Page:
Monday, December 10, 2012
Reviewer: Alan Chin
Publisher: University of Wisconsin Press (June, 2011)
In 2006 comic book dealer John Sherkston has decided to break up with his physicist boyfriend, Taylor Esgard, on the very day Taylor announces he’s finally perfected a time travel machine for the U.S government. John travels back to 1986, where he encounters “Junior,” his younger, more innocent self. When Junior starts to flirt, John wonders how to reveal his identity: “I’m you, only with less hair and problems you can’t imagine.” He also meets up with the younger Taylor, and this unlikely trio teams up to plot a course around their future relationship troubles, prevent John’s sister from making a tragic decision, and stop George W. Bush from becoming president.
Bob Smith has created a fun, funny, and interesting read that weaves together a tapestry of human experience: love, familial discord, compassion, wit, humor, sarcasm, and righteous indignation.
For me the most interesting slant to this book was the protagonist coming to terms with his younger self. The two really don’t like each other, but need to work through several issues in an attempt to accomplish their goal.
As much as I enjoyed this fast, witty read, it is not without flaws. The characters, although charming, never feel more than one-dimensional. Cheney and Bush were cartoon figures, not remotely believable. Still, in a fast paced comedy, that is easily overlooked.
Being a liberal, I enjoyed the book’s bald-faced left agenda. I believe, however, that many of the books political rants (and there are many) might offend anyone who voted for Bush/Cheney.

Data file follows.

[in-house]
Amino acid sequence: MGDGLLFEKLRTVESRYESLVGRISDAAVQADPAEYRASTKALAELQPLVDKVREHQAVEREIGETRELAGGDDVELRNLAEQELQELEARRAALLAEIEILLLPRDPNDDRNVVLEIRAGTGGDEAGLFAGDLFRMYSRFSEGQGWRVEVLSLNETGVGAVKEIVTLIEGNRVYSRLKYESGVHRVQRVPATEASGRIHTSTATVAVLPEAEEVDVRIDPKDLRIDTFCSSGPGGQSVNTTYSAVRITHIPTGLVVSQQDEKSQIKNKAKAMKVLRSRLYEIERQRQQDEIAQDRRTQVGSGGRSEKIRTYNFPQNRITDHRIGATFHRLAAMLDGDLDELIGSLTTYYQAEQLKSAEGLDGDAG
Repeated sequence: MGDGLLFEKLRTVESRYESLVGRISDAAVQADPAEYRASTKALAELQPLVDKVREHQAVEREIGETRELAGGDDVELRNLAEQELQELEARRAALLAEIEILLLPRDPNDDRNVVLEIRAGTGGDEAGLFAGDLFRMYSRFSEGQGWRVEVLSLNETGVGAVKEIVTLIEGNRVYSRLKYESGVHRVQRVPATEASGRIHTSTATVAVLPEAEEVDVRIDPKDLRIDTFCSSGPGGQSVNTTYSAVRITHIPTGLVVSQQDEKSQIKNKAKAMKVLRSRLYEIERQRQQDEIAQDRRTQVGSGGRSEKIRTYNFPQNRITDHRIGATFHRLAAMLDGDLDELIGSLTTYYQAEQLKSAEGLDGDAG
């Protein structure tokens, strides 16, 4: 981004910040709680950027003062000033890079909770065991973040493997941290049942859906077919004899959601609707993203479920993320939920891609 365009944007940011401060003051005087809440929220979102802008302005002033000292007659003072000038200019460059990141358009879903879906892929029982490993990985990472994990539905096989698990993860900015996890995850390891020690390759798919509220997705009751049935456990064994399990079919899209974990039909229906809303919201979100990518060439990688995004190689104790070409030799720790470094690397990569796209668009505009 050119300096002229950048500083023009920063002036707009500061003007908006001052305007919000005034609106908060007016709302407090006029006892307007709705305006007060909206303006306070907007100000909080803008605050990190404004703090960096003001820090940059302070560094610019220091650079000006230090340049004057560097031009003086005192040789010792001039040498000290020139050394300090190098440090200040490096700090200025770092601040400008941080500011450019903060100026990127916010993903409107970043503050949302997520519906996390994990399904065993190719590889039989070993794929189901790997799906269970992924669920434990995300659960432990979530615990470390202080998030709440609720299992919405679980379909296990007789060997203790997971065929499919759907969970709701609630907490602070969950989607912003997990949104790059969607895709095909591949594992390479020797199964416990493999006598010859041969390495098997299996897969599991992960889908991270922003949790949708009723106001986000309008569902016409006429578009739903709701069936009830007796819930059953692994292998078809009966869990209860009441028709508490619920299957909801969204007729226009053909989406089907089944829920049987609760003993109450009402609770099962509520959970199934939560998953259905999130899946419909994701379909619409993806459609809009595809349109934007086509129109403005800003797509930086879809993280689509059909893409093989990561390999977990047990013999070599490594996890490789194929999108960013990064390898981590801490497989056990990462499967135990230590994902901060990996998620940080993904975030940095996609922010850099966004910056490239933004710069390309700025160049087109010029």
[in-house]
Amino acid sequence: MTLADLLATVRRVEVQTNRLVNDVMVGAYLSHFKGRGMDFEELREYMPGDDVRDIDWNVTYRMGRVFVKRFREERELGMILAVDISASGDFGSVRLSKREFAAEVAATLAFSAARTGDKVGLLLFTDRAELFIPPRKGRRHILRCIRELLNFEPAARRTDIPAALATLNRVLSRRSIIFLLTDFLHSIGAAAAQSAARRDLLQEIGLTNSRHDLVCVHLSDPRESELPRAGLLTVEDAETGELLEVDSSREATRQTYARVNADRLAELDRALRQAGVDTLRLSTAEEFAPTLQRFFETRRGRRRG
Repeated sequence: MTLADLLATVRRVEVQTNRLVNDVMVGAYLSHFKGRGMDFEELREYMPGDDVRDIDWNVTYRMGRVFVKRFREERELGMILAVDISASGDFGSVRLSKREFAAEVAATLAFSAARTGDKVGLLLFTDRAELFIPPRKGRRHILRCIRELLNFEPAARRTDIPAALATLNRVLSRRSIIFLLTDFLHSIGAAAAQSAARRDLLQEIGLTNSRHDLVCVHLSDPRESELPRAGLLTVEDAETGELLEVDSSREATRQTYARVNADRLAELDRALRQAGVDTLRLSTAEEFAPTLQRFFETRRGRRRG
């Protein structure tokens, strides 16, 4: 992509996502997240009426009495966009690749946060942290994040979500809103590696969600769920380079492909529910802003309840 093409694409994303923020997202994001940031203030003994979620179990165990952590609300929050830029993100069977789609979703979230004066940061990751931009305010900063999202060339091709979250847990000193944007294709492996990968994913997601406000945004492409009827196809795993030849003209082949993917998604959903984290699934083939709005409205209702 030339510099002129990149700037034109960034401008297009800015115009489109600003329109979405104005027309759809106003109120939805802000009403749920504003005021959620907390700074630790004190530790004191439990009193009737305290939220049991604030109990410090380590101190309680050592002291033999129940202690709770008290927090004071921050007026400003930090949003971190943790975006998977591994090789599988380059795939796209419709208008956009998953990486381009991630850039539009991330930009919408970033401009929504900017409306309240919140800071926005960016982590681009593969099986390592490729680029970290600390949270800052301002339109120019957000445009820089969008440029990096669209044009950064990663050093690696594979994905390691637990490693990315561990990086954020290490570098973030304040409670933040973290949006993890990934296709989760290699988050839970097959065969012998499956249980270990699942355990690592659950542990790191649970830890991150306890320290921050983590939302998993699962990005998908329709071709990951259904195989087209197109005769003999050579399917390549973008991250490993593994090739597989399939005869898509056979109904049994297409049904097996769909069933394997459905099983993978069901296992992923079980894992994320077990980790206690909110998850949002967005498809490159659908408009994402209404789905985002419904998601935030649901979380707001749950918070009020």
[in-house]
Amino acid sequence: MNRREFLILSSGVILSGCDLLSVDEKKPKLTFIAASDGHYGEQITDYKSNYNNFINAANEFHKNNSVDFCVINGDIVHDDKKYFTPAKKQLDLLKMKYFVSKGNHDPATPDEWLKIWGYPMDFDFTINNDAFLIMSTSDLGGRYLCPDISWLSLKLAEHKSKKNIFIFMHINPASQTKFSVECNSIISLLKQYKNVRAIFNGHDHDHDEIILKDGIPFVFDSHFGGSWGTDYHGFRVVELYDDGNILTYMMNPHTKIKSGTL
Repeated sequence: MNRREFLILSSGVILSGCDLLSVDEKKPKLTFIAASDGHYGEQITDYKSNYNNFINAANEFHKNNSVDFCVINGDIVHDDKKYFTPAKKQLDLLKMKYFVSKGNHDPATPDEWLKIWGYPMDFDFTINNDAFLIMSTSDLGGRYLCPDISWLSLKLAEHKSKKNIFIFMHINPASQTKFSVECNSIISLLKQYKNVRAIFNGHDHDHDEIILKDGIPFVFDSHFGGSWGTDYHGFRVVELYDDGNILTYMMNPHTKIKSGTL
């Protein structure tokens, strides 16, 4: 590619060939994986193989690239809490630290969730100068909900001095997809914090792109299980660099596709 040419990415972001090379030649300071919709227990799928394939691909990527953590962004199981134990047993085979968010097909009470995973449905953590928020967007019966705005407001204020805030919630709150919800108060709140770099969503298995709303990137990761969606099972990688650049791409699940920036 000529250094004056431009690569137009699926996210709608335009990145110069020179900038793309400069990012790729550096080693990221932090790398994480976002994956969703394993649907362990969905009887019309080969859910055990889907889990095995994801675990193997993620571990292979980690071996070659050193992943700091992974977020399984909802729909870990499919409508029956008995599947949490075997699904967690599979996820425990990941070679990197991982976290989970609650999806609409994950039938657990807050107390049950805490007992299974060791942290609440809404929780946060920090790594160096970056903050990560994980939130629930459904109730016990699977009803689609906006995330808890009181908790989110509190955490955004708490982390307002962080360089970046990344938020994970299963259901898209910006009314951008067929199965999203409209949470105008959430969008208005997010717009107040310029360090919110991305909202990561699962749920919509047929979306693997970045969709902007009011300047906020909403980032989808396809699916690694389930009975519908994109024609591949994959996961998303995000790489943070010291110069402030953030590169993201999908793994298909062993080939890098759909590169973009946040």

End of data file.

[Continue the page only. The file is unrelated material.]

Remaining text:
Lastly, I found the second half of the story lagged a bit, as it became even more far fetched. This plot has a dozen holes you could fly a 747 through.
This is a fun, original comedy that had me occasionally laughing out loud and often snickering to myself. I can recommend it to liberals who enjoy a light, clever read.
Sunday, December 2, 2012
Reviewer: Alan Chin
Publishers: MLR Press (March, 2012)
Openly gay homicide detective Kimo Kanapa’aka is back solving his sixth mystery in the Neil Plakcy’s Mahu series. A lesbian woman is found dead in what appears to be a home invasion robbery. She leaves behind an ex-partner and their adolescent daughter. But as Kimo and his partner dig deeper into the circumstances, they uncover a complex case of corporate fraud, greed, and more murders as the villains try to cover their tracks.
I have now read four of Plakcy’s Mahu series books and enjoyed the first three. With Zero Break, however, I had issues, and nearly gave up on it more than once.
The murder mystery seems to be a secondary storyline, taking back stage to Kimo and his lover’s (Mike) drawn-out discussion of whether to adopt a child. The topic is broached when Kimo finds that the murder victim, a lesbian woman, had been raising a child with her partner. This draws Kimo and Mike into a should-we/shouldn’t-we back and forth discussion that analyzes all aspects of gay adoption and parenting. Because the main thrust of the story is about gay adoption, I felt solving the mystery suffered, and the author didn’t put his usual flair into it. It seemed to me Kimo was simply going through the motions of solving a crime.
One of the most enjoyable parts of the earlier Mahu series, for me, has been Plakcy’s interesting details about island life and Hawaiian culture. That was almost totally missing from Zero Break, and I felt let down because of it.
Both the plot and Kemo’s character were not given the depth I’ve seen in the previous Mahu books. In short, I found Zero Break rather dull.